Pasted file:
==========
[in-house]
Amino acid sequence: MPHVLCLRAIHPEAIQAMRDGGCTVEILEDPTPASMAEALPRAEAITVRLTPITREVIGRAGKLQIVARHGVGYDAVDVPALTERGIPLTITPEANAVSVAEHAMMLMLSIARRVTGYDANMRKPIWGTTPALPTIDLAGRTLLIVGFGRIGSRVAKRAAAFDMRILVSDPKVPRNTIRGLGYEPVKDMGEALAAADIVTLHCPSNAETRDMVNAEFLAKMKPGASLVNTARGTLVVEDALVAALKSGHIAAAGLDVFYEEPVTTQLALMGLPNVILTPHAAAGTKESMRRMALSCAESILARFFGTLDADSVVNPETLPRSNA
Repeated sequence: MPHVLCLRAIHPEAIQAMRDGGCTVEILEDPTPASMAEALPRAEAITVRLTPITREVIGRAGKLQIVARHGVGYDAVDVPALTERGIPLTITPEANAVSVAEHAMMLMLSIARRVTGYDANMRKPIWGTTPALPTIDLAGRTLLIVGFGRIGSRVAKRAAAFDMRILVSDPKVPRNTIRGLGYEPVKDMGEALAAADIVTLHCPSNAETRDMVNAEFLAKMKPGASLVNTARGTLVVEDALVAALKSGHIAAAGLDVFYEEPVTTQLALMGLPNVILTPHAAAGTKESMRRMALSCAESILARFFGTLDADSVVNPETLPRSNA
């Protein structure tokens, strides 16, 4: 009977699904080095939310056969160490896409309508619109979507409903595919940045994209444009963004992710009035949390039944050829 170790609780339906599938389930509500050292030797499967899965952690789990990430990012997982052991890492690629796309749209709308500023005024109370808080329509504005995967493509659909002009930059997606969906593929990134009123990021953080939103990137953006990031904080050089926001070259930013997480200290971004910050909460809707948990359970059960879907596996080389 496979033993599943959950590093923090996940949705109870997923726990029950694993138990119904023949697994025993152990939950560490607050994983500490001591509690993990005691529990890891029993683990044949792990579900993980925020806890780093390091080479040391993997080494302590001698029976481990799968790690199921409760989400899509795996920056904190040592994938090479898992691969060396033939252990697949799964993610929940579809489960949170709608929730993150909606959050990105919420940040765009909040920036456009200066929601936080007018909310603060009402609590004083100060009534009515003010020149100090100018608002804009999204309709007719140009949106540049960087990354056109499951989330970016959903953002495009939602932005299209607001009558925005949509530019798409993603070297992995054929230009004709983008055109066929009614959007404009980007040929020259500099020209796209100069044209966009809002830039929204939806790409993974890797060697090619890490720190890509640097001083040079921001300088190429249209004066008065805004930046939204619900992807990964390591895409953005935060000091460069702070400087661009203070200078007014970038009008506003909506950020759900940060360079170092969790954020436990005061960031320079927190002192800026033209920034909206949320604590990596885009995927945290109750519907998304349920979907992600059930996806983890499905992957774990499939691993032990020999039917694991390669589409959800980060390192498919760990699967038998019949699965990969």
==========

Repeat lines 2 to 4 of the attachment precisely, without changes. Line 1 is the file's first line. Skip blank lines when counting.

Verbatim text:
Amino acid sequence: MPHVLCLRAIHPEAIQAMRDGGCTVEILEDPTPASMAEALPRAEAITVRLTPITREVIGRAGKLQIVARHGVGYDAVDVPALTERGIPLTITPEANAVSVAEHAMMLMLSIARRVTGYDANMRKPIWGTTPALPTIDLAGRTLLIVGFGRIGSRVAKRAAAFDMRILVSDPKVPRNTIRGLGYEPVKDMGEALAAADIVTLHCPSNAETRDMVNAEFLAKMKPGASLVNTARGTLVVEDALVAALKSGHIAAAGLDVFYEEPVTTQLALMGLPNVILTPHAAAGTKESMRRMALSCAESILARFFGTLDADSVVNPETLPRSNA
Repeated sequence: MPHVLCLRAIHPEAIQAMRDGGCTVEILEDPTPASMAEALPRAEAITVRLTPITREVIGRAGKLQIVARHGVGYDAVDVPALTERGIPLTITPEANAVSVAEHAMMLMLSIARRVTGYDANMRKPIWGTTPALPTIDLAGRTLLIVGFGRIGSRVAKRAAAFDMRILVSDPKVPRNTIRGLGYEPVKDMGEALAAADIVTLHCPSNAETRDMVNAEFLAKMKPGASLVNTARGTLVVEDALVAALKSGHIAAAGLDVFYEEPVTTQLALMGLPNVILTPHAAAGTKESMRRMALSCAESILARFFGTLDADSVVNPETLPRSNA
């Protein structure tokens, strides 16, 4: 009977699904080095939310056969160490896409309508619109979507409903595919940045994209444009963004992710009035949390039944050829 170790609780339906599938389930509500050292030797499967899965952690789990990430990012997982052991890492690629796309749209709308500023005024109370808080329509504005995967493509659909002009930059997606969906593929990134009123990021953080939103990137953006990031904080050089926001070259930013997480200290971004910050909460809707948990359970059960879907596996080389 496979033993599943959950590093923090996940949705109870997923726990029950694993138990119904023949697994025993152990939950560490607050994983500490001591509690993990005691529990890891029993683990044949792990579900993980925020806890780093390091080479040391993997080494302590001698029976481990799968790690199921409760989400899509795996920056904190040592994938090479898992691969060396033939252990697949799964993610929940579809489960949170709608929730993150909606959050990105919420940040765009909040920036456009200066929601936080007018909310603060009402609590004083100060009534009515003010020149100090100018608002804009999204309709007719140009949106540049960087990354056109499951989330970016959903953002495009939602932005299209607001009558925005949509530019798409993603070297992995054929230009004709983008055109066929009614959007404009980007040929020259500099020209796209100069044209966009809002830039929204939806790409993974890797060697090619890490720190890509640097001083040079921001300088190429249209004066008065805004930046939204619900992807990964390591895409953005935060000091460069702070400087661009203070200078007014970038009008506003909506950020759900940060360079170092969790954020436990005061960031320079927190002192800026033209920034909206949320604590990596885009995927945290109750519907998304349920979907992600059930996806983890499905992957774990499939691993032990020999039917694991390669589409959800980060390192498919760990699967038998019949699965990969």